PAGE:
Then Moses said to God, "Behold, I am going to the sons of Israel, and I will say to them, 'The God of your fathers has sent me to you.'
Now they may say to me, 'What is His name?'
What shall I say to them?"

God said to Moses, "I AM WHO I AM"; and He said,
"Thus you shall say to the sons of Israel,
'I AM has sent me to you.'

God, furthermore, said to Moses, "Thus you shall say to the sons of Israel, 'The LORD (YHWH), the God of your fathers, the God of Abraham, the God of Isaac,
and the God of Jacob,
has sent me to you.' This is My name forever
,
and this is My memorial-name to all generations.


Exodus 3:13-15

 
The same passage in the original Hebrew is shown below. The red boxes correspond to the red text above, and the green shaded areas to the green text above, for those who do not know Hebrew.


Exodus 3:13-15 in Hebrew


God clearly tells Moses what his personal name is: His name is YHWH in Hebrew. And He clearly says that this is His name forever. Remember, we’re not even to the translation issue yet; we are just establishing what God calls Himself. To further clarify, let’s look at the words in green: He identifies Himself as the God of Abraham, the God of Isaac, and the God of Jacob. Jesus himself quotes this verse when speaking to the Sadducees in the Gospel of Mark:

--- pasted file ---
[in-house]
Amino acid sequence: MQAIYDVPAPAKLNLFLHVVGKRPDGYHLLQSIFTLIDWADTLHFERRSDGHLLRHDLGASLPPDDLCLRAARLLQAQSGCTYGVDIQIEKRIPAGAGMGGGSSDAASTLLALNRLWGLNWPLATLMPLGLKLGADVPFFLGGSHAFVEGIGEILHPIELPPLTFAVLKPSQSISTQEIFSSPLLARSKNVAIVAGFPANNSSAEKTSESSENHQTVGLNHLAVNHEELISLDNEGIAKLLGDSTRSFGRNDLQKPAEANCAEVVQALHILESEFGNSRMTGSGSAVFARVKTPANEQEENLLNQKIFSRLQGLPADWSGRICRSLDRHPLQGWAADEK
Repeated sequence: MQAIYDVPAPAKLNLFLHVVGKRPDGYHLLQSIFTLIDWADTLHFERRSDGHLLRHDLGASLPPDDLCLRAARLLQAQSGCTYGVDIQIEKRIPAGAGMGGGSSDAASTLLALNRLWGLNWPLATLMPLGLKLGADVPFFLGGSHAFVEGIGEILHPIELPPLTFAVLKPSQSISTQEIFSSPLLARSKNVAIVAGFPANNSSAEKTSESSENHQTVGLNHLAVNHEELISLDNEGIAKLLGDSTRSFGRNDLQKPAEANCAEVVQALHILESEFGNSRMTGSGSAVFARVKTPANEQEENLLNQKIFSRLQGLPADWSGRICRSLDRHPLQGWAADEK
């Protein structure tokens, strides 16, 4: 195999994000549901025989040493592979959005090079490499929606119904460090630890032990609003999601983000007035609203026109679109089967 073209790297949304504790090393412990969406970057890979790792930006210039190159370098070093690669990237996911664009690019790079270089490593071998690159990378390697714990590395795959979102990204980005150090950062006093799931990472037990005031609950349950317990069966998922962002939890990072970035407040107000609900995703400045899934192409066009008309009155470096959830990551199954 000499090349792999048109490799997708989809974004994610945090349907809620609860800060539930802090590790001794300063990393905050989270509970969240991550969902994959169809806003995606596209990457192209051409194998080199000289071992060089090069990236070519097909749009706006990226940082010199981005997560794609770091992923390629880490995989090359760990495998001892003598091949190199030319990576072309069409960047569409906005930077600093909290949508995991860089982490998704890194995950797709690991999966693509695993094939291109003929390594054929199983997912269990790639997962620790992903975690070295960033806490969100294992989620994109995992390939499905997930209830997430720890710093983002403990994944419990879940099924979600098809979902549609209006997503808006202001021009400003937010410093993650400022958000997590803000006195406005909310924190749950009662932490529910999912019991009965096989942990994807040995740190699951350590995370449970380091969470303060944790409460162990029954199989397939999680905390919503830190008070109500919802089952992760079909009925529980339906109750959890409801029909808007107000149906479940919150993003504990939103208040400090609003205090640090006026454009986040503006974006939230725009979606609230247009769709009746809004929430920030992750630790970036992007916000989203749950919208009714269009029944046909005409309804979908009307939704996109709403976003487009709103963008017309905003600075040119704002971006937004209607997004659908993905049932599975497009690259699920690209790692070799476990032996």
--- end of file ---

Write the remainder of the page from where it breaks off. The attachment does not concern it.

But concerning the dead, that they rise, have you not read in the book of Moses,
in the burning bush passage, how God spoke to him, saying,
'I am the God of Abraham,
the God of Isaac,
and the God of Jacob'
Mark 12:26
 
The green shaded text again refers to the corresponding English text above, for those who do not know Greek.

Mark 12:26 in Greek

So God identifies Himself as YHWH, and unmistakably clarifies things by identifying Himself as the God of Abraham, the God of Isaac, and the God of Jacob.



Now Let’s Talk About Islam

Islam deals with the god/God issue as well. The general term for a god is “ilaah”. This Arabic word is a common noun, and can either refer to any supposed god, or may also refer to the unique one. This is universally accepted among all Arabic-speaking peoples. Next, we can talk about the proper noun, or his actual Arabic name. The name universally accepted among Muslims that refers to the deity of Islam is “Allah”. There is a swirl of controversy these days about the linguistic origins of that name, but the fact remains that there is no controversy whatsoever about what Islam’s deity is named. “Allah” is his proper name, the name that he calls himself, and expects others to call him. If someone would like to contest this claim, let him consider the words of Edward William Lane, the sole author of the Arabic-English Lexicon. This eight-volume authoritative series not only took thirty years to compile, but is said to far surpass every lexicon ever produced in any language. Concerning the word "Allah", Lane says that according to the most correct opinions of Arab grammarians, which are more than thirty in number, Allah "is a proper name". Also, Abdul Mannan Omar, the editor of the Encyclopedia of Islam, and translator of the Qur'an into English, says directly that Allah "is not a common noun" and, like Lane, declares it to be a "proper name" (The Dictionary of the Holy Qur'an p.28, 29).